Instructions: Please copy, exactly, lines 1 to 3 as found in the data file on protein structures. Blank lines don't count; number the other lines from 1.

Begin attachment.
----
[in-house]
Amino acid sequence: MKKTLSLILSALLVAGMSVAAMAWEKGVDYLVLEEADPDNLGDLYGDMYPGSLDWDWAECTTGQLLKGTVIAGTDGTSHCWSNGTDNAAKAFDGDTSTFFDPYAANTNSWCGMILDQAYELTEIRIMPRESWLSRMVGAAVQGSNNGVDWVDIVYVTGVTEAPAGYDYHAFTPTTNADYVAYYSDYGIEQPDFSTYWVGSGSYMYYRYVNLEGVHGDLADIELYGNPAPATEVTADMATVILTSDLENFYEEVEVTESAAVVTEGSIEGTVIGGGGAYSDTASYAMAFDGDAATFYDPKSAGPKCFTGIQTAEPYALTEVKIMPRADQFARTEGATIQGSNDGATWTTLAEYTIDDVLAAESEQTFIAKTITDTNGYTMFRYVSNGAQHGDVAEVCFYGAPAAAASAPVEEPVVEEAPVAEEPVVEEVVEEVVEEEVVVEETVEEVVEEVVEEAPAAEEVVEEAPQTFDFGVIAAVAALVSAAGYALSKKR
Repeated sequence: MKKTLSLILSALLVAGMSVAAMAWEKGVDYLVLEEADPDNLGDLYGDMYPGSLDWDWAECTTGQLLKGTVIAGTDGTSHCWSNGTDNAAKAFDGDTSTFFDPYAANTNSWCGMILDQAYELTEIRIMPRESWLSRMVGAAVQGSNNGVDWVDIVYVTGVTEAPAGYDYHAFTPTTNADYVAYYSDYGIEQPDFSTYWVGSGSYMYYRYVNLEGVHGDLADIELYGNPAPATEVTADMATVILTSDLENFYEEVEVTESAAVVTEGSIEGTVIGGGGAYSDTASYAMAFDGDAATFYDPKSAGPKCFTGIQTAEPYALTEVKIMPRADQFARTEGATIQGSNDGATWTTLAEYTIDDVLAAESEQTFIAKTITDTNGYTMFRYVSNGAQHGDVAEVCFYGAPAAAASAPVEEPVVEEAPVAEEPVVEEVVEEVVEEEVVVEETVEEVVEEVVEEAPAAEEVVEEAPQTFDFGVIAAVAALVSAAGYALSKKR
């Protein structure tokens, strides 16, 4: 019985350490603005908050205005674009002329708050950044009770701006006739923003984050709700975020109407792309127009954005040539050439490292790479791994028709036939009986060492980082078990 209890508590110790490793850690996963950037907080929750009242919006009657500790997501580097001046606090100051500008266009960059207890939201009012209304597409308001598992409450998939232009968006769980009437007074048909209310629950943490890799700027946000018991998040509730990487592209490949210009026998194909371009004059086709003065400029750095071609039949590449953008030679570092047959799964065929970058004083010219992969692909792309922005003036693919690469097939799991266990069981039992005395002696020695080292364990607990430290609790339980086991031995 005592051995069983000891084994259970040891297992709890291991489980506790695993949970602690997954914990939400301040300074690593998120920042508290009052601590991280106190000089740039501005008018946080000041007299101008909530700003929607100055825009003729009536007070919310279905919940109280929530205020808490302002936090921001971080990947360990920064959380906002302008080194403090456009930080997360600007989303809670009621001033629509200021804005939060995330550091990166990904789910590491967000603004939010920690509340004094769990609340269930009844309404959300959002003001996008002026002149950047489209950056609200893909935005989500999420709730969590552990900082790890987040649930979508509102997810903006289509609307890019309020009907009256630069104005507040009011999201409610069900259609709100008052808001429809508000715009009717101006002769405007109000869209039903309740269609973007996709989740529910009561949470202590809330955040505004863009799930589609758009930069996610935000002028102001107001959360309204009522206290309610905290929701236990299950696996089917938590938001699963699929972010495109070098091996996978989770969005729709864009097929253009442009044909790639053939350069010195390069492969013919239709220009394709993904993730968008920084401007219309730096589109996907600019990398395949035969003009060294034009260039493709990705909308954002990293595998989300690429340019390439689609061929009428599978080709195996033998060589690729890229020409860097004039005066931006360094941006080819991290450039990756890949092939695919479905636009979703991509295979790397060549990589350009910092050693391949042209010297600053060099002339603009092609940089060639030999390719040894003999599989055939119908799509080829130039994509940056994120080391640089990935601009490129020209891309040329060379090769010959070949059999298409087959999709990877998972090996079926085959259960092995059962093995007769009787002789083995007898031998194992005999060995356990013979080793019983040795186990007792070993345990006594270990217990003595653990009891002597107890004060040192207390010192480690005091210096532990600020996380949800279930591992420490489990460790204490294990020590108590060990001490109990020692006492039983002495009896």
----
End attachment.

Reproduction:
[in-house]
Amino acid sequence: MKKTLSLILSALLVAGMSVAAMAWEKGVDYLVLEEADPDNLGDLYGDMYPGSLDWDWAECTTGQLLKGTVIAGTDGTSHCWSNGTDNAAKAFDGDTSTFFDPYAANTNSWCGMILDQAYELTEIRIMPRESWLSRMVGAAVQGSNNGVDWVDIVYVTGVTEAPAGYDYHAFTPTTNADYVAYYSDYGIEQPDFSTYWVGSGSYMYYRYVNLEGVHGDLADIELYGNPAPATEVTADMATVILTSDLENFYEEVEVTESAAVVTEGSIEGTVIGGGGAYSDTASYAMAFDGDAATFYDPKSAGPKCFTGIQTAEPYALTEVKIMPRADQFARTEGATIQGSNDGATWTTLAEYTIDDVLAAESEQTFIAKTITDTNGYTMFRYVSNGAQHGDVAEVCFYGAPAAAASAPVEEPVVEEAPVAEEPVVEEVVEEVVEEEVVVEETVEEVVEEVVEEAPAAEEVVEEAPQTFDFGVIAAVAALVSAAGYALSKKR
Repeated sequence: MKKTLSLILSALLVAGMSVAAMAWEKGVDYLVLEEADPDNLGDLYGDMYPGSLDWDWAECTTGQLLKGTVIAGTDGTSHCWSNGTDNAAKAFDGDTSTFFDPYAANTNSWCGMILDQAYELTEIRIMPRESWLSRMVGAAVQGSNNGVDWVDIVYVTGVTEAPAGYDYHAFTPTTNADYVAYYSDYGIEQPDFSTYWVGSGSYMYYRYVNLEGVHGDLADIELYGNPAPATEVTADMATVILTSDLENFYEEVEVTESAAVVTEGSIEGTVIGGGGAYSDTASYAMAFDGDAATFYDPKSAGPKCFTGIQTAEPYALTEVKIMPRADQFARTEGATIQGSNDGATWTTLAEYTIDDVLAAESEQTFIAKTITDTNGYTMFRYVSNGAQHGDVAEVCFYGAPAAAASAPVEEPVVEEAPVAEEPVVEEVVEEVVEEEVVVEETVEEVVEEVVEEAPAAEEVVEEAPQTFDFGVIAAVAALVSAAGYALSKKR